ATP Synthesis

ATP Synthesis

The transfer of electrons to oxygen through complexes I to IV is coupled to the synthesis of ATP.  The number of ATP synthesized depends on the nature of electron donor.  It has been shown with isolated mitochondria that transfer of two electrons to oxygen synthesizes  2.4 to 2.7 ATPs.   This value may vary with different substrates.

Along the electron transport chain there are three sites of energy conservation namely, complexes I, III and IV.  Because of the observed connection between mitochondrial electron flow and ATP synthesis, this conversion of ADP and inorganic phosphate to ATP is termed as oxidative phosphorylation.

Mechanism of synthesis of ATP

Peter Mitchell (1961) and later Nicholls and Ferguson (1992) proposed a mechanism of mitochondrial ATP synthesis.  According to them, the asymmetric orientation of electron carriers within the mitochondrial inner membrane allows the transfer of protons (H+) across the inner membrane during electron flow.

It has now been confirmed that mitochondrial electron transport is associated with a net of transfer of protons from the mitochondrial matrix to the intermembrane space.  Because the inner membrane of mitochondria is impermeable to H+, a proton electrochemical gradient can build up.  As the protons are transported from the mitochondrial matrix to the intermembrane space, the electric potential across the inner mitochondrial membrane is positive outside and negative inside.

The proton electrochemical gradient is reasonably stable because of the low permeability (conductance) of the inner membrane to protons.  The free energy stored in the proton electrochemical gradient can be utilized in the ATP synthesis.  This process requires an additional protein complex associated with the inner membrane, the CF0CF1-ATP synthase (sometimes also termed as Complex V).

This complex has two major components-F1 and F0.  F1 is a peripheral membrane protein complex which serves as the catalytic site for converting ADP and inorganic phosphate to ATP.  Thus it couples proton translocation to ATP synthesis.  F1 attaches to F0 subunit which is an integral membrane protein complex.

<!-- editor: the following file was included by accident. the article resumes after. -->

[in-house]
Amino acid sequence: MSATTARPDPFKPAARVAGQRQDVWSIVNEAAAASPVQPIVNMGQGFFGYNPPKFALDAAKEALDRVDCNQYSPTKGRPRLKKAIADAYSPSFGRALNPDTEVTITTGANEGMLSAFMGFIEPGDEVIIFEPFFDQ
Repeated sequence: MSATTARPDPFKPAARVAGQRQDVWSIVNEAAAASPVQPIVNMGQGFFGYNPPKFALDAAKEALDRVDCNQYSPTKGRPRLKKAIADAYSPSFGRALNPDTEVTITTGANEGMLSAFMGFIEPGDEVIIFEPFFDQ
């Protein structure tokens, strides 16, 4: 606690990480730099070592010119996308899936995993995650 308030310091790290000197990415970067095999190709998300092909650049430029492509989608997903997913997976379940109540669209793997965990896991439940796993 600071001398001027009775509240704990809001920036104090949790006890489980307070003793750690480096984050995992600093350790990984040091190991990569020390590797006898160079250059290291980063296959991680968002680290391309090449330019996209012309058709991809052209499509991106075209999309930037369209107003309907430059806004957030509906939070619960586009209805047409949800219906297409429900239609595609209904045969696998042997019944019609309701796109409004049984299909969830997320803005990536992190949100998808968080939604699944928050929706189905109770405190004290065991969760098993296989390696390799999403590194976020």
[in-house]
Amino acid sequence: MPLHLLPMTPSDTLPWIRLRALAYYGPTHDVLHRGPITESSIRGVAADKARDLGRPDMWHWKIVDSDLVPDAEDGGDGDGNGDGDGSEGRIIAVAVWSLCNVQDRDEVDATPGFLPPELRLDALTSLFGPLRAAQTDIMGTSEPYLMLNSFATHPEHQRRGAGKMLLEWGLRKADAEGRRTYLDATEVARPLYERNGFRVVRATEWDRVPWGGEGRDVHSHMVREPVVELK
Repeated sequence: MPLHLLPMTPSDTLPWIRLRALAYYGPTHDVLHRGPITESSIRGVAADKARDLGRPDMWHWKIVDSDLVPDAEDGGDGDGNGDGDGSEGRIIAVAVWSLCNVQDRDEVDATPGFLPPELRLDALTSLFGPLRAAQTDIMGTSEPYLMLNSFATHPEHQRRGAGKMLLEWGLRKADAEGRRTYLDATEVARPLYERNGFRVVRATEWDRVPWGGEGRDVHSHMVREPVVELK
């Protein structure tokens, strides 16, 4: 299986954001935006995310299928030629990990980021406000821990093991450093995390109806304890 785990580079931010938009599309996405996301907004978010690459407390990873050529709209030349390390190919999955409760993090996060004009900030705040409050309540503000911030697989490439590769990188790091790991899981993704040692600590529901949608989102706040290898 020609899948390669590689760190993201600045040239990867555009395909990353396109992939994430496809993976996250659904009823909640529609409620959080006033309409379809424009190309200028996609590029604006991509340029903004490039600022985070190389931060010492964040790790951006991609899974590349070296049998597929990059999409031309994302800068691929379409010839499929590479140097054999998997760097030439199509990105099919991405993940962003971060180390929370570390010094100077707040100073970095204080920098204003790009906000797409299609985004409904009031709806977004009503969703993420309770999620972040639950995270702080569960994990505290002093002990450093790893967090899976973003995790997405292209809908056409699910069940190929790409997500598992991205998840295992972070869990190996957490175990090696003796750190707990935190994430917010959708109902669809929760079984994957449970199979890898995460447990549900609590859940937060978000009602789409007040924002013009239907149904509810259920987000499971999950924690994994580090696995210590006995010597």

Most of the ATP synthesized in the mitochondrion is utilized elsewhere in the cell. Maximum rates of electron transport and ATP synthesis requires a supply of ADP and inorganic phosphate .  This is accomplished by two separate translocator proteins present in the inner membrane.


Chemiosmosis is the movement of ions across a semi permeable membrane down their electrochemical gradient.  It is a type of diffusion, where ions move across a membrane from a region of higher concentration to the region of lower concentration.  The movement of hydrogen ions across a membrane generates ATP during cellular respiration or photosynthesis.

This hypothesis was first proposed by Peter Mitchell (1961).  ATP synthesis occurs through chemiosmotic mechanism in chloroplast.  According to Peter Mitchell, the energy transducing membranes are impermeable to H+.  The electron carriers are organized asymmetrically in the membranes.  Beside the electron carriers, some proton carriers are also present which translocate protons across the membrane against the proton gradient.  The ion concentration differences and electric potential differences across the membranes provide free energy.